Text:ICLR R (Antoniou) v Central and North West London NHS Foundation Trust [2013] EWHC 3055 (Admin), [2013] MHLO 98

HUMAN RIGHTS — Life — State’s duty to investigate death — Patient committing suicide while detained in hospital under mental health provisions — Whether immediate and independent investigation into circumstances of death required prior to inquest — Human Rights Act 1998, s 6(1), Sch 1, Pt I, art 2

Regina (Antoniou) v Central and North West London NHS Foundation Trust and others

[2013] EWHC 3055 (Admin)M; [2013] WLR (D) 379

DC: Aikens LJ, Mitting J: 10 October 2013

In order to fulfil its procedural obligations under article 2 of the Convention for the Protection of Human Rights and Fundamental Freedoms the state was not obliged to conduct, prior to an inquest, an immediate and independent investigation into the circumstances of the death of a patient detained in hospital under section 3 of the Mental Health Act 1983.

The Divisional Court of the Queen’s Bench Division so held in dismissing a claim for judicial review by the claimant, Dr Michael Antoniou, in relation to the investigation arising out of the suicide of his wife, Jane Antoniou (“JA”), on 23 October 2010 while she was a patient detained at Northwick Park Hospital under section 3 of the 1983 Act. The hospital was part of the first defendant trust, the Central and North West London NHS Foundation Trust. The claimant sought a declaration, inter alia, that article 2 of the Convention obliged the state to conduct an immediate and independent investigation into the circumstances of the detained patient’s death, prior to an inquest. The Secretary of State for Health and NHS England were the second and third defendants.

AIKENS LJ, giving the judgment of the court, said that until the relevant provisions of the Coroners and Justice Act 2009 came into force on 25 July 2013, when a person detained in hospital under the 1983 Act committed suicide or died as a direct result of self-harm, an “enhanced” inquest would take place (ie one conducted before a jury on an expanded basis leading to a narrative verdict) pursuant to the “procedural obligations” of the state created by article 2 of the Convention. No domestic authority required that, in order to fulfil the state’s procedural obligations under article 2, there had to be an independent investigation from the outset into the death of a patient who had been detained under the 1983 Act and who died while in the hospital’s care. Further, none of the decisions of the European Court of Human Rights indicated that that was required when a member state had a procedural system for investigating deaths which included an inquest. On the facts, the investigation process, taken overall, was not in breach of the state’s article 2 obligations. Given all the circumstances , in particular the fact that there was a properly constituted and conducted inquest, there was no obligation under article 2 of the Convention to have, in addition, a separate independent investigation into the death of JA, either from the outset or from any time thereafter. Further, taken as a whole, the investigation process in the death of JA was independent, effective and prompt. It followed that the claim for judicial review would be dismissed.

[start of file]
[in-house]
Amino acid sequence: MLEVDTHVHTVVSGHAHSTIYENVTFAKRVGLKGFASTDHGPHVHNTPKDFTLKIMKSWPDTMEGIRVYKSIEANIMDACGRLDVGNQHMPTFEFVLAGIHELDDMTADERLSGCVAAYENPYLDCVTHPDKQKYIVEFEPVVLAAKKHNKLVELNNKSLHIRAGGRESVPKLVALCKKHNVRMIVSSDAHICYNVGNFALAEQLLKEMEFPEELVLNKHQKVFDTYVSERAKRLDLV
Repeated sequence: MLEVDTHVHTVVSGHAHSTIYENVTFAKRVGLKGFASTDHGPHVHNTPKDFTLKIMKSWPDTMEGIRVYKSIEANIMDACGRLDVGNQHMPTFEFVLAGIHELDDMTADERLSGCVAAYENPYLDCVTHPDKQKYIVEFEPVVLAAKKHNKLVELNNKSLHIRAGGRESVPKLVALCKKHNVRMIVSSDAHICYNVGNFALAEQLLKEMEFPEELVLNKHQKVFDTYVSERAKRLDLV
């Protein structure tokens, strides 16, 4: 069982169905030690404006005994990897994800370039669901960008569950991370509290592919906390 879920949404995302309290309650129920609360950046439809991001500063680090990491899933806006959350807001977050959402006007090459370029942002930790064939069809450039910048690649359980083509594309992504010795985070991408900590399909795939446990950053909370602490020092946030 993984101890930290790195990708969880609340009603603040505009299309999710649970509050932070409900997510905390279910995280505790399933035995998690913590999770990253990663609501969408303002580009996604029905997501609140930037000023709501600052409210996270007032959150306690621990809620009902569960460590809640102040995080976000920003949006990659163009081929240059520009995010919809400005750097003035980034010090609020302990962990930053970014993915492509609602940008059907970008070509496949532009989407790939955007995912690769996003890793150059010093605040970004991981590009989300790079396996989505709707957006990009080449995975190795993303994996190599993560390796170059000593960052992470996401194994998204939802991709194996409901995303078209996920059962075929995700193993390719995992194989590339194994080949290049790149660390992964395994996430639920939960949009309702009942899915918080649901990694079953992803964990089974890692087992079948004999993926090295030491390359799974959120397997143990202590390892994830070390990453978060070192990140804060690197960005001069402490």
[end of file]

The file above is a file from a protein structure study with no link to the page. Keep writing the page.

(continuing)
Appearances: Paul Bowen QC (instructed by Bhatt Murphy Solicitors) for the claimant; Angus Moon QC (instructed by RadcliffeLeBrasseur Solicitors) for the first defendant trust; Ben Hooper (instructed by Treasury Solicitor) for the Secretary of State; Fenella Morris QC and Rose Grogan (instructed by Capsticks Solicitors LLP) for the third defendant.

Reported by: Ms Avneet K Baryan, Barrister.

© 2013. The Incorporated Council of Law Reporting for England and Wales.